Wolfgang Staudinger has been at the helm of the Canadian luge team since 2007, and has been one of the big reasons why his athletes posted the country’s best results at any Olympic Games in Sochi this week.
“Staudi,” as he’s known around the track, hails from the luge mecca of Königssee, Germany, and has been involved with the sport for decades. He won a bronze medal for West Germany in doubles at the 1988 Games in Calgary and is one of the sport’s brightest minds.
So when he goes to the media with allegations of cheating at an Olympic Games, I’m inclined to listen.
After Staudinger’s relay team endured a disappointing fourth-place finish — Canada’s third time finishing with the wooden medal in luge at these Games, after Alex Gough’s fourth in women’s racing and Tristan Walker and Justin Snith finished in the same spot for doubles — he told the Toronto Star’s Kerry Gillespie he believed the track may have been tampered with.
Sliding tracks aren’t unlike hockey rinks in that their ice temperatures are regulated by an ice plant. Colder ice is conducive to faster times, while warmer temperatures slow sleds down. Essentially, it’s Staudinger’s argument that Russian officials turned up the heat on the track after the silver medal-winning Russian team took its run early on the start list.
“Canada was silver at the top but the further we went down, the slower we got, and that’s a clear sign that the track slowed down dramatically,” Staudinger told the Star
“It’s always hard to prove, but I’m long enough in the business that I can tell you when people, especially the Austrians who won silver yesterday (doubles team Andreas and Wolfgang Linger), were dropping half a second, that’s not normal.”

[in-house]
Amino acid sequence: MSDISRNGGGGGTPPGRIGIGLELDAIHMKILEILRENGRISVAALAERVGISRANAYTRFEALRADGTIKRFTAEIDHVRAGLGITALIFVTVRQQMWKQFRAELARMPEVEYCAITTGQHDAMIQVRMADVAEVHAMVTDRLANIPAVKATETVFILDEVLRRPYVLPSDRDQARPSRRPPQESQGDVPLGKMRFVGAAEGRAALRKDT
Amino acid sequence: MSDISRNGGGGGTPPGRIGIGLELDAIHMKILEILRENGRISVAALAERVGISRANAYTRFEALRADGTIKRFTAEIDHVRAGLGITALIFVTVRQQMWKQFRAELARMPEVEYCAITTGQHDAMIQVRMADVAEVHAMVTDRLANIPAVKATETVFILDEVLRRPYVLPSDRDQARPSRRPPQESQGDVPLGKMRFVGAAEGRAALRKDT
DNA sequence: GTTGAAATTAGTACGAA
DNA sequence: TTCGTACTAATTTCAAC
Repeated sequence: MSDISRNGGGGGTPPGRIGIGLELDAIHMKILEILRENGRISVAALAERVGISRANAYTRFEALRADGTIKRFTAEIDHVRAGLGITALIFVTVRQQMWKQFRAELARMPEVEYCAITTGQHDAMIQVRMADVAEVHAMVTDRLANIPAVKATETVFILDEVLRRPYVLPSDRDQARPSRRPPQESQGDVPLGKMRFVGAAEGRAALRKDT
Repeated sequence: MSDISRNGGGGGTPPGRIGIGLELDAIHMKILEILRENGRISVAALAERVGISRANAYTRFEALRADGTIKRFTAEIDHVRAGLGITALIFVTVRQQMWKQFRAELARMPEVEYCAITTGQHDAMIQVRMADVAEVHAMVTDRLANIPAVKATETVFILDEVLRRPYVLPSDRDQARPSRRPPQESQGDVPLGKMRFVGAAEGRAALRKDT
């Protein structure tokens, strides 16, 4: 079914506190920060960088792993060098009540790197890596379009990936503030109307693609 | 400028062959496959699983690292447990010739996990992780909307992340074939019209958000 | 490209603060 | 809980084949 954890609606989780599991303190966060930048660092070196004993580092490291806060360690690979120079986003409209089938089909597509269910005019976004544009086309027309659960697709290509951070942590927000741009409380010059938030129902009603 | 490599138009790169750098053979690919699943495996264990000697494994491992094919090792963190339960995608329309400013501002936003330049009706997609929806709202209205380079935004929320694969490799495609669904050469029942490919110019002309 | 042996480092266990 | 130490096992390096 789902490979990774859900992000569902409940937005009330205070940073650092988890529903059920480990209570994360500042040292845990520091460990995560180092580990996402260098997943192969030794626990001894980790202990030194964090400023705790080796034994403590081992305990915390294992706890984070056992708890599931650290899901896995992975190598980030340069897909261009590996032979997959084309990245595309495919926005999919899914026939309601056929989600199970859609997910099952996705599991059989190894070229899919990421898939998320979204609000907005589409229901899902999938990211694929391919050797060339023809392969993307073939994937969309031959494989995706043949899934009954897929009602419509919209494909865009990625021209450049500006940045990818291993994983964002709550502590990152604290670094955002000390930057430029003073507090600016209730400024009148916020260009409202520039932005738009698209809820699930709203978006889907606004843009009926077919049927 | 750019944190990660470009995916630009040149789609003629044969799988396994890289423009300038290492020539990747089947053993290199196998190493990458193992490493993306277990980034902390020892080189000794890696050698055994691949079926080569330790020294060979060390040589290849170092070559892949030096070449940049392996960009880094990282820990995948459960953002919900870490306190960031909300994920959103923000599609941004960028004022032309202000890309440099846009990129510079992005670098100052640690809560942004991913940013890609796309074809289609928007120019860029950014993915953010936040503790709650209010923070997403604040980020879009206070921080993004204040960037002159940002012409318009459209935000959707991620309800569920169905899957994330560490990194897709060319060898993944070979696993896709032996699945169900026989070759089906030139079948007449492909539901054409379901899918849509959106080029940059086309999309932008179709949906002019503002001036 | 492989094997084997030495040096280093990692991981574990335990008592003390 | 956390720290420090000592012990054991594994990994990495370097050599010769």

Now, the Canadians didn’t have their best race on Thursday, and the athletes — Gough, Walker, Snith and Sam Edney — were the first to admit that after coming up short of the podium. But when you listen to the arguments Staudinger makes, it doesn’t sound like such a wild conspiracy theory.
First, consider that Russia and the bronze medallists from Latvia combined for just a single relay medal on the World Cup tour this season. Canada captured silver at four of the six events that held a relay race, while Austria reached the podium three times. Luge is a fairly predictable sport, with the final results not changing much from venue to venue, so aside from Germany’s gold, the makeup of the podium Thursday was a bit surprising.
In luge relay, the seeded teams are allotted the final group of spots on the start list. Austria, who finished a distant seventh place, and Canada were the last two teams to slide in the relay, so if there was any change to the ice temperature mid-race, they would have been the teams most affected.
But it gets even more interesting when you look at what the Russian team did during the final World Cup stop of the season at Sigulda, Latvia. Albert Demchenko, who captured Olympic silver for the host nation in men’s competition earlier this week, was pulled off the start list at Sigulda, which effectively dropped Russia’s world ranking and put them out of the seeded group of nations for the relay, giving them a spot much earlier on the start list in Sochi.
Although the Germans were the third-last team to race on Thursday and went on to win by more than a second, that’s a team that featured the three gold medal-winning sleds from individual events earlier in the Olympics. They've won relay races by a wider margin this season, too, so it's tough to draw any conclusions from their times.
The IOC isn’t buying Staudinger’s argument, telling him to get over it unless he can prove the allegations, said a report from Postmedia’s Sean Fitz-Gerald.
“As you know, in every competition, you always have people believing that people have tricks,” said Gilbert Felli, the IOC’s executive director of the Games, during a Friday news conference. “And I think they should let it go unless they have proof and someone can bring proof to any wrongdoing.”
With four top-five finishes at the Sanki Sliding Center this week but no medals, the results couldn’t have been much more aggravating for Canada. But it’s quite another thing to feel cheated out of a medal altogether.